AMOR FATI by KI CHANG, HAN (2013.5.16 - 6.29)

Oct 1, 2014 7:34AM

The artist Ki Chang, Han's perspective of the art world is based on his personal experience. 

In 1993, he got into a terrible car accident and his long struggle with illness in a hospital bed. 

Since then, his work has become a main motif of his such tragic experience. Thus, he has been working with a theme of death and life through the use of medical materials such as x-ray films, bandages, stitch staples, and medical instruments.

In this exhibition at the Savina Museum, the artist Han presents a wide variety of media such as drawings, photography, and videos derived from highly magnified images of diseased organs and tissues of the human body.

Furthermore, the object installation work is comprised of x-ray films, surgical instruments, and wheelchairs. Through this, he attempts to recreate the original exhibition space into a new space for the audience to feel the atmosphere in the cycle of life and death.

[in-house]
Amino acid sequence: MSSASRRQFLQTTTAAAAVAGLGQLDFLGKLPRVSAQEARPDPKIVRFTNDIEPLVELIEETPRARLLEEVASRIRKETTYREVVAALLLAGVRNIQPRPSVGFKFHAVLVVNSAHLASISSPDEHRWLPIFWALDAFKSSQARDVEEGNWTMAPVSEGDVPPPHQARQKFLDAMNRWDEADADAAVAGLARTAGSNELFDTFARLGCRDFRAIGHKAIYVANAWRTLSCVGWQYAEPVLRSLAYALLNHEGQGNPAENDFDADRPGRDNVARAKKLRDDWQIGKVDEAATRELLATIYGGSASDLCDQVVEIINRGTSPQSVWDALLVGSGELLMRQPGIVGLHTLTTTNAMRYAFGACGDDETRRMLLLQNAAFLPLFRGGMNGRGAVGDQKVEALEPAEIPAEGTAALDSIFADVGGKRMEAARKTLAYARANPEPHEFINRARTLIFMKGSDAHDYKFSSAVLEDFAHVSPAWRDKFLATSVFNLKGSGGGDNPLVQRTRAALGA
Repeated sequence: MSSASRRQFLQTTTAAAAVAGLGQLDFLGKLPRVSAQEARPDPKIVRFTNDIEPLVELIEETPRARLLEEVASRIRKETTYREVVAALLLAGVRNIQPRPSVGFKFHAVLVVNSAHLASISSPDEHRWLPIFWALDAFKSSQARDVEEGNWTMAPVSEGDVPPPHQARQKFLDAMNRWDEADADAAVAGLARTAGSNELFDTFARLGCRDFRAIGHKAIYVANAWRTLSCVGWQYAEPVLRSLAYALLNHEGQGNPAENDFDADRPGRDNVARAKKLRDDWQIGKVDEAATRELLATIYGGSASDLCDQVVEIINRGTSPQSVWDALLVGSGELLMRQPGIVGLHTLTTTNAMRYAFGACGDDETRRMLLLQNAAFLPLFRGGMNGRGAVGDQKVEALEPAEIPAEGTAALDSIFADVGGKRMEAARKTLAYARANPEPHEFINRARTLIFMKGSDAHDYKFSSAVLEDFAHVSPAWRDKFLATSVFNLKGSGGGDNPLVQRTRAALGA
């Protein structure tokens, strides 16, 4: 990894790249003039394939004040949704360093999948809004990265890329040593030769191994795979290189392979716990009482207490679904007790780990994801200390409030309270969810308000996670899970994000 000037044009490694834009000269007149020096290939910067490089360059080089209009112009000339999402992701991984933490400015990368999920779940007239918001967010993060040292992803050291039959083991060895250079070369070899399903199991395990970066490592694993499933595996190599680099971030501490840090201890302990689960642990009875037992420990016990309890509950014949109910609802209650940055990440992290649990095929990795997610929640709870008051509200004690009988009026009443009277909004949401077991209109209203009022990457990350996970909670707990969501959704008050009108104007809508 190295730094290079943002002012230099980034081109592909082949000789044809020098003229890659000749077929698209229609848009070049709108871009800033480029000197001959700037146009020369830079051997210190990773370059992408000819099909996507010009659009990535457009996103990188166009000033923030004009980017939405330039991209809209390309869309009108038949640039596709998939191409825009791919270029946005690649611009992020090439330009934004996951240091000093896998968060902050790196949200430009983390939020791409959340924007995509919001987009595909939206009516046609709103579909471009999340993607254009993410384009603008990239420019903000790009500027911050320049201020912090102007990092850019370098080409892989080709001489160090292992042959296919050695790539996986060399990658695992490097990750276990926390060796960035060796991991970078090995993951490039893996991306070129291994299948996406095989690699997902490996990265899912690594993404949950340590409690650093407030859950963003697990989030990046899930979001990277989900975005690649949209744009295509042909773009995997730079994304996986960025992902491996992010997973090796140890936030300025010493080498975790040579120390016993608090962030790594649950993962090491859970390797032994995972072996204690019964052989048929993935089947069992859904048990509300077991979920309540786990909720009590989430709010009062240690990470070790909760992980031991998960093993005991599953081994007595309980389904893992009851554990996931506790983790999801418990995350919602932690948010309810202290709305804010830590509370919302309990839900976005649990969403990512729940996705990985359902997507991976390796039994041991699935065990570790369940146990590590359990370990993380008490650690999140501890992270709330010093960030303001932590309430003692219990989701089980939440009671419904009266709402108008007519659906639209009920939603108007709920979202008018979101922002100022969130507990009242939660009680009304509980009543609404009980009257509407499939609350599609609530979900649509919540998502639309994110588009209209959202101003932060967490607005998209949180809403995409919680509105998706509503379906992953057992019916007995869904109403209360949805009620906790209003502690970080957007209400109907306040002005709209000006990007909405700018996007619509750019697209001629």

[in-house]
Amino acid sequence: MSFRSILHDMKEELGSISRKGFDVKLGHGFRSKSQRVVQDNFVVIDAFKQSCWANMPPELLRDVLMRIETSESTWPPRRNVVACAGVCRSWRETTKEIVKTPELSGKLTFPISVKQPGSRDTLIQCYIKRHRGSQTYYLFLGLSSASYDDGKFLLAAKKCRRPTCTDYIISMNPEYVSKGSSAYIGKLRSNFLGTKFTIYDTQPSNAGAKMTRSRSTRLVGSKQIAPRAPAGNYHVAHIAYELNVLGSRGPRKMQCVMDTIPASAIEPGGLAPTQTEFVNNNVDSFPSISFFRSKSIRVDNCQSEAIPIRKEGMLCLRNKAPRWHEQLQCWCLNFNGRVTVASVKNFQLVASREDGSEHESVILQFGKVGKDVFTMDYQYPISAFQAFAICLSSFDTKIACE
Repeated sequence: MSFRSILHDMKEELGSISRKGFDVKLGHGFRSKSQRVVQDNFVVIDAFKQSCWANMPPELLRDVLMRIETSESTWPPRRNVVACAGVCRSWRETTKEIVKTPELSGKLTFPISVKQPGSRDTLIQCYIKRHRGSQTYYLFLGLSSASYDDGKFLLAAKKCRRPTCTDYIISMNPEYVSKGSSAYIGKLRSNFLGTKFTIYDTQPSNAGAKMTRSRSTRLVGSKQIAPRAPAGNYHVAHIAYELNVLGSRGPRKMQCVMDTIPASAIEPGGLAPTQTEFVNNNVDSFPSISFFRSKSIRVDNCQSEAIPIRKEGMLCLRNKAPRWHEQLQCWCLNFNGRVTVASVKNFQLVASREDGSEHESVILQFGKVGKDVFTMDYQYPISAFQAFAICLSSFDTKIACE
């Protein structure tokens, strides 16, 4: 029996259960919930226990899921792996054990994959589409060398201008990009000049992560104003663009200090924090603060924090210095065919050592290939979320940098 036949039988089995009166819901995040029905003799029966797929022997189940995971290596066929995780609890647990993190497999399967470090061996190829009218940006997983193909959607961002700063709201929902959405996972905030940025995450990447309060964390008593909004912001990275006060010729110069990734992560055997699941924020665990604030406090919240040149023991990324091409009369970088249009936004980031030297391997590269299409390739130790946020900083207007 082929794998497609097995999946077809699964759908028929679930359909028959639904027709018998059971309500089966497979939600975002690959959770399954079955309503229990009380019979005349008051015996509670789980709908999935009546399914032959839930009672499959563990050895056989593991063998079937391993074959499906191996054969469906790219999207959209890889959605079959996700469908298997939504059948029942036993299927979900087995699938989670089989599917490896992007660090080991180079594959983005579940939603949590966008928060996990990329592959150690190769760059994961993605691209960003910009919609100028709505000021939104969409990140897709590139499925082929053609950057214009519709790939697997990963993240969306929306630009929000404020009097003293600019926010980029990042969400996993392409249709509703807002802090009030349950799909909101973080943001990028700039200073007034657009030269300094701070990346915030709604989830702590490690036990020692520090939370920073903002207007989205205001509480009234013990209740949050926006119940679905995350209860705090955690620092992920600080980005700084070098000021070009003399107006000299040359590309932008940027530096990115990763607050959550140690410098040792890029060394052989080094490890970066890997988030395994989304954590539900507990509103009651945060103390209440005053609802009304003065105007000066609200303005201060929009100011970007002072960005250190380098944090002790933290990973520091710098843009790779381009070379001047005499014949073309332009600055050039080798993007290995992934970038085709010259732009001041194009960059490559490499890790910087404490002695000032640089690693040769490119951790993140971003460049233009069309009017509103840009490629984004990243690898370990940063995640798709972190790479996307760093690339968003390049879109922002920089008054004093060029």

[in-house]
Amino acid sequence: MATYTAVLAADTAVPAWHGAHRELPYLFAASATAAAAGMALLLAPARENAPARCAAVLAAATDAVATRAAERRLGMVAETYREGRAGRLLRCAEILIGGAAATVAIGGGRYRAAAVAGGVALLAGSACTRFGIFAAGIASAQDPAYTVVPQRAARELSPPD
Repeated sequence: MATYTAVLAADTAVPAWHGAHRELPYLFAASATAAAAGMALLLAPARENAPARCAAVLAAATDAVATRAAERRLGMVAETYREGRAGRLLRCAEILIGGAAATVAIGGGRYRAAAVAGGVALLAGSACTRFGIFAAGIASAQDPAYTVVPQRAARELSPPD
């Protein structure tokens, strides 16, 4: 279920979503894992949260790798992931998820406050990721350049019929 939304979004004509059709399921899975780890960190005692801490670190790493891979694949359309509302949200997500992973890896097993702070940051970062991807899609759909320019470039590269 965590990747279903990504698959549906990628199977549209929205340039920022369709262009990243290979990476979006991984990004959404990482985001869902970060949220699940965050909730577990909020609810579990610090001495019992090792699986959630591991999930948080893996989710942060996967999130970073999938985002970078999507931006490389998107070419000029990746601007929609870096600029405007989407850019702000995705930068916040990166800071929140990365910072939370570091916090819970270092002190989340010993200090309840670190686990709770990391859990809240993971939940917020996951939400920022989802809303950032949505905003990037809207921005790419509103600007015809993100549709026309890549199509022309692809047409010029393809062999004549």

The special characteristic of the work with x-ray films in this exhibition is that the x-ray films capture not only the images of human skeleton but also the images of human life by overlapping OHP films, thus illustrating multi-layered life and death.

Amor Fati series reveals human bone structures through the use of x-ray films and LED light over the polycarbonate. Destroyed bones appeared in the x-ray films are turned into beautiful flowers, trees, and fish. Original black and blue x-ray films are recreated into bright and vivid, and images of animals and plant forms such as seaweeds and fish by cutting the films delicately.

Furthermore, the artist has created and displayed a gigantic aquarium using electric power on the first floor with size 200x300x150(h)cm. This aquarium which is slowly moved by the electric power is sublimated into a rebirth. The dynamic movement of the fish and seaweeds, and the black background which symbolizes the depths of water, demonstrate the cycles of nature and healing.


A Latin phrase loosely translating to "love of fate", indicating the idea of eternal recurrence made by the philosopher Friedrich Nietzsche. It is used to describe an attitude in which one sees everything that happens in one's life, including suffering and loss, as good. Moreover, it is characterized by an acceptance of the events or situations that occur in one's life. 

[Reference-Wikipedia, the free encyclopedia]